PITTSBURGH (KDKA) – Every year in the U.S., close to 60,000 kids under 5 are treated in hospitals for a virus that can make it hard to breathe.
But this year, the numbers are on the rise — including at Children’s Hospital.READ MORE: Local Businesses Hope Small Business Saturday Will Help Recovery From Pandemic Losses
Devaughn Catunis thought his four-year-old son had RSV, but luckily, that wasn’t the case. RSV stands for respiratory syncytial virus: a virus that can make it tough for infants and children under five to breathe and ultimately land them in the ICU.
There isn’t a specific medicine to treat RSV, so getting the right care is most important.
“I thought he just had it not long ago but actually it wasn’t,” said Devaughn Catunis.
“They often need extra oxygen, they may need fluid from getting dehydrated and if they can’t breastfeed or take a bottle very well,” said Chief of Pediatric Diseases at Children’s Hospital Dr. John Williams.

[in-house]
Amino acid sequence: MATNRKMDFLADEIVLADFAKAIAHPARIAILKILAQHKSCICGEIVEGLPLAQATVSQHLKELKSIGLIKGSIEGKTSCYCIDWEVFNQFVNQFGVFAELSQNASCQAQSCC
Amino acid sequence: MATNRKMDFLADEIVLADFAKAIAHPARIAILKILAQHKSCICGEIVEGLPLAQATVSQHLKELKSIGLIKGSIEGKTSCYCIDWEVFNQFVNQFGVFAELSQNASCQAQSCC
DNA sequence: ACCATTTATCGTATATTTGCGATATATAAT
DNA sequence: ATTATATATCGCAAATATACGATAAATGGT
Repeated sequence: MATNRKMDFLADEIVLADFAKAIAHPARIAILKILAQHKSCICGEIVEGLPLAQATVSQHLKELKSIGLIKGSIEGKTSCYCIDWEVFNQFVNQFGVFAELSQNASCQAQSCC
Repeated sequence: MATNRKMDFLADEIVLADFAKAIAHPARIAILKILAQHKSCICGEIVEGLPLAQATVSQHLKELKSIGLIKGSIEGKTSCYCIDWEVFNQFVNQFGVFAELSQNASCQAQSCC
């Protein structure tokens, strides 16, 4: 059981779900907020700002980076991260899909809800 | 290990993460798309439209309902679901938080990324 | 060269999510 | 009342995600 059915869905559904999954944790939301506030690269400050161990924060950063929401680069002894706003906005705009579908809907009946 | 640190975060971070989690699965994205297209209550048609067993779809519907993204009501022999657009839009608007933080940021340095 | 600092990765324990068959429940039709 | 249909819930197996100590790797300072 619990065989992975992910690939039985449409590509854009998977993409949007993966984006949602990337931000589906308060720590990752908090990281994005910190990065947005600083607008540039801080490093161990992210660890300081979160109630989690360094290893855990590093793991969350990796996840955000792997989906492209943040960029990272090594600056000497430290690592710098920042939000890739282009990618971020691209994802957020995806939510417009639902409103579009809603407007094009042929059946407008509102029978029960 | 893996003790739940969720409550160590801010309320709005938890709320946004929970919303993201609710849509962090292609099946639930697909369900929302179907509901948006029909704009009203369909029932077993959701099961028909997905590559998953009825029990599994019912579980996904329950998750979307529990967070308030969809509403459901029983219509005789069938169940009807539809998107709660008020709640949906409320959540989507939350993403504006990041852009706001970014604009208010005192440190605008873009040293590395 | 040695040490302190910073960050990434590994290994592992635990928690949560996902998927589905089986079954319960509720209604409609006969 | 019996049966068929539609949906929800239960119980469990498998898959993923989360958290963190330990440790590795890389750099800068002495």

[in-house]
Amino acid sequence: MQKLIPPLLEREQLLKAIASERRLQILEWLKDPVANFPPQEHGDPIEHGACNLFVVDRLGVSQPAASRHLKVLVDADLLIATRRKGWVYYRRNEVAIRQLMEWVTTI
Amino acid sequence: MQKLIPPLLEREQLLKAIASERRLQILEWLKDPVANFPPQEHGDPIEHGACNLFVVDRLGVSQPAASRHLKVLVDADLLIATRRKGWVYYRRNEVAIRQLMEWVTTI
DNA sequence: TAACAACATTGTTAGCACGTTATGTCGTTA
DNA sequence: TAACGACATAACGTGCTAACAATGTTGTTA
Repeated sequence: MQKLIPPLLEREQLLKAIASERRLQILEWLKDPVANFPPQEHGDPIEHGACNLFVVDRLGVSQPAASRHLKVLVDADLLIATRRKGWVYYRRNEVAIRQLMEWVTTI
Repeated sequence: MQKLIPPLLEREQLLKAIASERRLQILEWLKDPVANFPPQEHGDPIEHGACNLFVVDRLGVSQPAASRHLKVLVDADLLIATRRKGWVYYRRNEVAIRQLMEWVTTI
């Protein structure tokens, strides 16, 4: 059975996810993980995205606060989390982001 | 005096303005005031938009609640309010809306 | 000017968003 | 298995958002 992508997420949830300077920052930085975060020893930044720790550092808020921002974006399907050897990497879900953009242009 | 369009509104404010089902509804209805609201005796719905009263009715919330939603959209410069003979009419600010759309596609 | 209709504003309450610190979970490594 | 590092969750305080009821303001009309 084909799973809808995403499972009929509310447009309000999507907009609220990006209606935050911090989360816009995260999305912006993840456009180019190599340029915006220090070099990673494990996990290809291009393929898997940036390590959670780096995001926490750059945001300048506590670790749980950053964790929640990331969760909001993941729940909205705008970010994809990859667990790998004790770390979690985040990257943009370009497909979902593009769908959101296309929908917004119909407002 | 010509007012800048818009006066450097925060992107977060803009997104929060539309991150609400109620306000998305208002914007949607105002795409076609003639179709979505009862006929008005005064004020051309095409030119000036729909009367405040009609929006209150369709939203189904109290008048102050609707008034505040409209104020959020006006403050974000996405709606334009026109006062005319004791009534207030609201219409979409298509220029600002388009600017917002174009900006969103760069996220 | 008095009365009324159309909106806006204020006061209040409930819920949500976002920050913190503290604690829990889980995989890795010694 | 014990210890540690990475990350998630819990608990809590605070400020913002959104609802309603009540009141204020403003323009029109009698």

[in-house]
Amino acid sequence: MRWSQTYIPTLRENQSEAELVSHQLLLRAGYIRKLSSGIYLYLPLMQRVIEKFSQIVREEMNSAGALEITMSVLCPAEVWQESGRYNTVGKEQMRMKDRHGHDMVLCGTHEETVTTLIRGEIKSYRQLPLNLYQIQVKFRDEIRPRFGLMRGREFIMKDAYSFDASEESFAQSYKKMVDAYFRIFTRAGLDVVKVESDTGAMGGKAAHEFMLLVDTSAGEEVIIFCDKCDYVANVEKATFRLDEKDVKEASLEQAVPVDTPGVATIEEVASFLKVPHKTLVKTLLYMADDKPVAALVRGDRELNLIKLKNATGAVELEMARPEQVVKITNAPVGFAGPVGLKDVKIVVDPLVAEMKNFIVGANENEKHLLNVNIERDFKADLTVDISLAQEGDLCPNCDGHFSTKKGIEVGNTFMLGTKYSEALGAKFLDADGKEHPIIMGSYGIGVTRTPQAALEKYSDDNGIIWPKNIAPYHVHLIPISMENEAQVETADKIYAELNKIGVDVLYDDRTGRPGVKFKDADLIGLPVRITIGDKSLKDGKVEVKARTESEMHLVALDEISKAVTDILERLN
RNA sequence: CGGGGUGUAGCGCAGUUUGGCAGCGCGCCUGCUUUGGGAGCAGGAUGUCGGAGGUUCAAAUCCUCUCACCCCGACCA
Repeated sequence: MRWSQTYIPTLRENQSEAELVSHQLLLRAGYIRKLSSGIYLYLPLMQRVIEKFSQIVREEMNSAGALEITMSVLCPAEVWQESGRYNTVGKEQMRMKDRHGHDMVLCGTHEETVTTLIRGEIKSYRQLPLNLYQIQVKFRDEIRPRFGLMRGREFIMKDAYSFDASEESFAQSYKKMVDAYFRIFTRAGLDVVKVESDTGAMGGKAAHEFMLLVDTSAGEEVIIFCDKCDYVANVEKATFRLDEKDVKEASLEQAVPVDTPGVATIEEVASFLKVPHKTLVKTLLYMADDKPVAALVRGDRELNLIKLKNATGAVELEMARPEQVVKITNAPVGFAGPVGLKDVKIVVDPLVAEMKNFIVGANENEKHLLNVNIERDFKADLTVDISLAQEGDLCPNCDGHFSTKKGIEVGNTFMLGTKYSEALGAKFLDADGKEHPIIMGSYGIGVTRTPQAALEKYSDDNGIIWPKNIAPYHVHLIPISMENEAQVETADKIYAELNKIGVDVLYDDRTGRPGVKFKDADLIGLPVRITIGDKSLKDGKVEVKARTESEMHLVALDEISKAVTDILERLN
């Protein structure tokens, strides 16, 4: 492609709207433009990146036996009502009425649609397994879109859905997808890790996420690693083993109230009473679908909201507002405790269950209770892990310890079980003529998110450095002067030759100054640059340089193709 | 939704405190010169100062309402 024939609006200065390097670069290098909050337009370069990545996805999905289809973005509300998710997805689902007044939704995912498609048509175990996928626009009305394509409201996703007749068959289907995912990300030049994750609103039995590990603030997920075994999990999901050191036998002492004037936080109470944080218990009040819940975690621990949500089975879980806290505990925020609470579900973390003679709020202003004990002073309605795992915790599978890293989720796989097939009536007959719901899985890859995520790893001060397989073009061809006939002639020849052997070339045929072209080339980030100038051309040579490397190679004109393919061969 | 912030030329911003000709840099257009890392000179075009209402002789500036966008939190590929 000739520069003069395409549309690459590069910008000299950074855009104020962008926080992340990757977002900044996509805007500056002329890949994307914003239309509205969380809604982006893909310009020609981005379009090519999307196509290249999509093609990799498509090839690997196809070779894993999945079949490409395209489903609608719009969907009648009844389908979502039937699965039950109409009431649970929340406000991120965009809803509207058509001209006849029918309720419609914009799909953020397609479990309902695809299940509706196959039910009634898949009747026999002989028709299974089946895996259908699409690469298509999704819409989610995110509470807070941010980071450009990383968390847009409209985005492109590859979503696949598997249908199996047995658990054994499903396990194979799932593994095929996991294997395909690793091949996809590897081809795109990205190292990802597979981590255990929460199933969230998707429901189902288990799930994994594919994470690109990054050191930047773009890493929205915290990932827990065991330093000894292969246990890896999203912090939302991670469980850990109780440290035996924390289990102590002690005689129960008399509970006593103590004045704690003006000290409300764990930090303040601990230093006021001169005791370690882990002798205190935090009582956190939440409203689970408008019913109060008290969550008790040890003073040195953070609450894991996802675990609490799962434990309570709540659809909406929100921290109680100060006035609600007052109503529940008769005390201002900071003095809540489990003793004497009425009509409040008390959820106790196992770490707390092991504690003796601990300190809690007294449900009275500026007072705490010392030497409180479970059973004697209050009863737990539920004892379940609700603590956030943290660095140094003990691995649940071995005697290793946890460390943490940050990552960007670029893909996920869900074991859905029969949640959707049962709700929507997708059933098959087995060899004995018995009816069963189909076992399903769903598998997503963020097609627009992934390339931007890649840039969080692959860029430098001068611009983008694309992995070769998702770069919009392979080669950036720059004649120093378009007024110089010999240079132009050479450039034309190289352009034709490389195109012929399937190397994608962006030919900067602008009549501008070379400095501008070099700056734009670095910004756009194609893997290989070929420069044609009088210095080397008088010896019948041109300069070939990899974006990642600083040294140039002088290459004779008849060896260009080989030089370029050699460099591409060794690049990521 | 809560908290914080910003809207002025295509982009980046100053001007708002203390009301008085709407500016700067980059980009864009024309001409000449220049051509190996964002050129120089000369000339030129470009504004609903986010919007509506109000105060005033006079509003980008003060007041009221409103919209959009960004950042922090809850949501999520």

While Dr. John Williams said most kids who get RSV just get the common cold or a cough, there are a substantial number of kids he’s seen at Children’s Hospital this year with more severe symptoms.
“We are seeing a lot of RSV this year and we’re seeing it at a time where we are also seeing a lot of influenza,” said Dr. Williams.READ MORE: Hey Ray! How To Watch Out For Black Ice
Doctors really don’t know why they’re seeing a rise in RSV though. In fact, hospitals in Wisconsin, Michigan, Kentucky, Ohio and New York have reported a surge in cases. Dr. Williams said there’s a chance we could see a surge in Pennsylvania, too.
Prevention is key.
“I just spray everything down, let him see what I’m doing, wipe stuff down, wipes his hands down every now and then,” said Catunis.
“The most effective way to prevent RSV and other common infections like RSV is hand washing or hand gel,” said Dr. Williams.
That’s because RSV is spread through contact.
The Centers for Disease Control said RSV can lead to as many as 500 deaths per year, most commonly in very young children with a compromised immune system.
Dr. Williams said there is an RSV vaccine in the works.MORE NEWS: Man And Woman Recovering After Being Shot In Knoxville
He said we should expect to see one available in the next couple of years.